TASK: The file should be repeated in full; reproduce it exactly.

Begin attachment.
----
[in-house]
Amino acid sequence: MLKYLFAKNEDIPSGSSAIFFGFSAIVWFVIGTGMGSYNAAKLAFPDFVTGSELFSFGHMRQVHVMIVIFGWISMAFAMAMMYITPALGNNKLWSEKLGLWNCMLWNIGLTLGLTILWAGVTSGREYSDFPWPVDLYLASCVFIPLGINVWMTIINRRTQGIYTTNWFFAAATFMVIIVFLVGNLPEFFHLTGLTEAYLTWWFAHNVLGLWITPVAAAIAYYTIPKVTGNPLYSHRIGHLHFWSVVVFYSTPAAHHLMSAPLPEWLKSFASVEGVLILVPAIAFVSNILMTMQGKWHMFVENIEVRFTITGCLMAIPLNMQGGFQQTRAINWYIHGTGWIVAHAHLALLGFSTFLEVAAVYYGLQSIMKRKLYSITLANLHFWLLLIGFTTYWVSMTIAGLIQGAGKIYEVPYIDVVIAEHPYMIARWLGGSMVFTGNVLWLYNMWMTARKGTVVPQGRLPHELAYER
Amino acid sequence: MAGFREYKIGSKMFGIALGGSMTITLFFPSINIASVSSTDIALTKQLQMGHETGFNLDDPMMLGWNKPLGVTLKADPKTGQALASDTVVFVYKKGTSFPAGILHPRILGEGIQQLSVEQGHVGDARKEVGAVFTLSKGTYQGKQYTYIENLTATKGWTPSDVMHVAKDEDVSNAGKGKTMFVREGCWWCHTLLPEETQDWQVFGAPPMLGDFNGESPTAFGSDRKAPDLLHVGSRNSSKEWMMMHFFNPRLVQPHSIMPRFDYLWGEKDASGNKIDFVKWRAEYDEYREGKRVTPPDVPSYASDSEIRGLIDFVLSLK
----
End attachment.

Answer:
[in-house]
Amino acid sequence: MLKYLFAKNEDIPSGSSAIFFGFSAIVWFVIGTGMGSYNAAKLAFPDFVTGSELFSFGHMRQVHVMIVIFGWISMAFAMAMMYITPALGNNKLWSEKLGLWNCMLWNIGLTLGLTILWAGVTSGREYSDFPWPVDLYLASCVFIPLGINVWMTIINRRTQGIYTTNWFFAAATFMVIIVFLVGNLPEFFHLTGLTEAYLTWWFAHNVLGLWITPVAAAIAYYTIPKVTGNPLYSHRIGHLHFWSVVVFYSTPAAHHLMSAPLPEWLKSFASVEGVLILVPAIAFVSNILMTMQGKWHMFVENIEVRFTITGCLMAIPLNMQGGFQQTRAINWYIHGTGWIVAHAHLALLGFSTFLEVAAVYYGLQSIMKRKLYSITLANLHFWLLLIGFTTYWVSMTIAGLIQGAGKIYEVPYIDVVIAEHPYMIARWLGGSMVFTGNVLWLYNMWMTARKGTVVPQGRLPHELAYER
Amino acid sequence: MAGFREYKIGSKMFGIALGGSMTITLFFPSINIASVSSTDIALTKQLQMGHETGFNLDDPMMLGWNKPLGVTLKADPKTGQALASDTVVFVYKKGTSFPAGILHPRILGEGIQQLSVEQGHVGDARKEVGAVFTLSKGTYQGKQYTYIENLTATKGWTPSDVMHVAKDEDVSNAGKGKTMFVREGCWWCHTLLPEETQDWQVFGAPPMLGDFNGESPTAFGSDRKAPDLLHVGSRNSSKEWMMMHFFNPRLVQPHSIMPRFDYLWGEKDASGNKIDFVKWRAEYDEYREGKRVTPPDVPSYASDSEIRGLIDFVLSLK